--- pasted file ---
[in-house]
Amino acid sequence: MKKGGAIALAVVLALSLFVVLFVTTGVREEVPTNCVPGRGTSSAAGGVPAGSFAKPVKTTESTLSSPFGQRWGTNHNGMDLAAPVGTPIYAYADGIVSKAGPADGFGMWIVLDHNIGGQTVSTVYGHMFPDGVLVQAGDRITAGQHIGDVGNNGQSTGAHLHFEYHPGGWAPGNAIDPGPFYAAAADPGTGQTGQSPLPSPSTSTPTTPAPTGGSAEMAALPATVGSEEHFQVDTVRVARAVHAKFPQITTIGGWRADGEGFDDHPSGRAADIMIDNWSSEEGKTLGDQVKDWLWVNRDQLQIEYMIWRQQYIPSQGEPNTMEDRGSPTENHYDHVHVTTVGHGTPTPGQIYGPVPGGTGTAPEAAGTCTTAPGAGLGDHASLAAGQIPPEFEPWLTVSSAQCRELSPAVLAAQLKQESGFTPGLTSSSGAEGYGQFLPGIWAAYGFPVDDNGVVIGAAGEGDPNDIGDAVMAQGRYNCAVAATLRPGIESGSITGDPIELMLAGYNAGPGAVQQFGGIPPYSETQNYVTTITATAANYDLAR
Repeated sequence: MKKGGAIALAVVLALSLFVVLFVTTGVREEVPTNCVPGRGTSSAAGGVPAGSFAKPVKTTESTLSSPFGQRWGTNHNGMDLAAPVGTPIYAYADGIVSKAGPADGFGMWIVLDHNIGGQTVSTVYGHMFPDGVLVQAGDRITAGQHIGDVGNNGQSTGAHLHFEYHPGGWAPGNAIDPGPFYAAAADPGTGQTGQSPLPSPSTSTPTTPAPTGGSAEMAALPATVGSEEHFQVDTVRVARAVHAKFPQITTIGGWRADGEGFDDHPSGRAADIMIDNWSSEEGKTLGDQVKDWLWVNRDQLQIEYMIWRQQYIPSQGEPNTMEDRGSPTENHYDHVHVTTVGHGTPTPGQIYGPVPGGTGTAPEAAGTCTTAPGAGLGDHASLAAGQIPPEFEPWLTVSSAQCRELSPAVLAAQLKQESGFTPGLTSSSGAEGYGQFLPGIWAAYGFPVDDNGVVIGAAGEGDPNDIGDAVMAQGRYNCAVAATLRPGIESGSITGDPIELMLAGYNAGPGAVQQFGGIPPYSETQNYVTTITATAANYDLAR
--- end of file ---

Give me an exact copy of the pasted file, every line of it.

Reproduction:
[in-house]
Amino acid sequence: MKKGGAIALAVVLALSLFVVLFVTTGVREEVPTNCVPGRGTSSAAGGVPAGSFAKPVKTTESTLSSPFGQRWGTNHNGMDLAAPVGTPIYAYADGIVSKAGPADGFGMWIVLDHNIGGQTVSTVYGHMFPDGVLVQAGDRITAGQHIGDVGNNGQSTGAHLHFEYHPGGWAPGNAIDPGPFYAAAADPGTGQTGQSPLPSPSTSTPTTPAPTGGSAEMAALPATVGSEEHFQVDTVRVARAVHAKFPQITTIGGWRADGEGFDDHPSGRAADIMIDNWSSEEGKTLGDQVKDWLWVNRDQLQIEYMIWRQQYIPSQGEPNTMEDRGSPTENHYDHVHVTTVGHGTPTPGQIYGPVPGGTGTAPEAAGTCTTAPGAGLGDHASLAAGQIPPEFEPWLTVSSAQCRELSPAVLAAQLKQESGFTPGLTSSSGAEGYGQFLPGIWAAYGFPVDDNGVVIGAAGEGDPNDIGDAVMAQGRYNCAVAATLRPGIESGSITGDPIELMLAGYNAGPGAVQQFGGIPPYSETQNYVTTITATAANYDLAR
Repeated sequence: MKKGGAIALAVVLALSLFVVLFVTTGVREEVPTNCVPGRGTSSAAGGVPAGSFAKPVKTTESTLSSPFGQRWGTNHNGMDLAAPVGTPIYAYADGIVSKAGPADGFGMWIVLDHNIGGQTVSTVYGHMFPDGVLVQAGDRITAGQHIGDVGNNGQSTGAHLHFEYHPGGWAPGNAIDPGPFYAAAADPGTGQTGQSPLPSPSTSTPTTPAPTGGSAEMAALPATVGSEEHFQVDTVRVARAVHAKFPQITTIGGWRADGEGFDDHPSGRAADIMIDNWSSEEGKTLGDQVKDWLWVNRDQLQIEYMIWRQQYIPSQGEPNTMEDRGSPTENHYDHVHVTTVGHGTPTPGQIYGPVPGGTGTAPEAAGTCTTAPGAGLGDHASLAAGQIPPEFEPWLTVSSAQCRELSPAVLAAQLKQESGFTPGLTSSSGAEGYGQFLPGIWAAYGFPVDDNGVVIGAAGEGDPNDIGDAVMAQGRYNCAVAATLRPGIESGSITGDPIELMLAGYNAGPGAVQQFGGIPPYSETQNYVTTITATAANYDLAR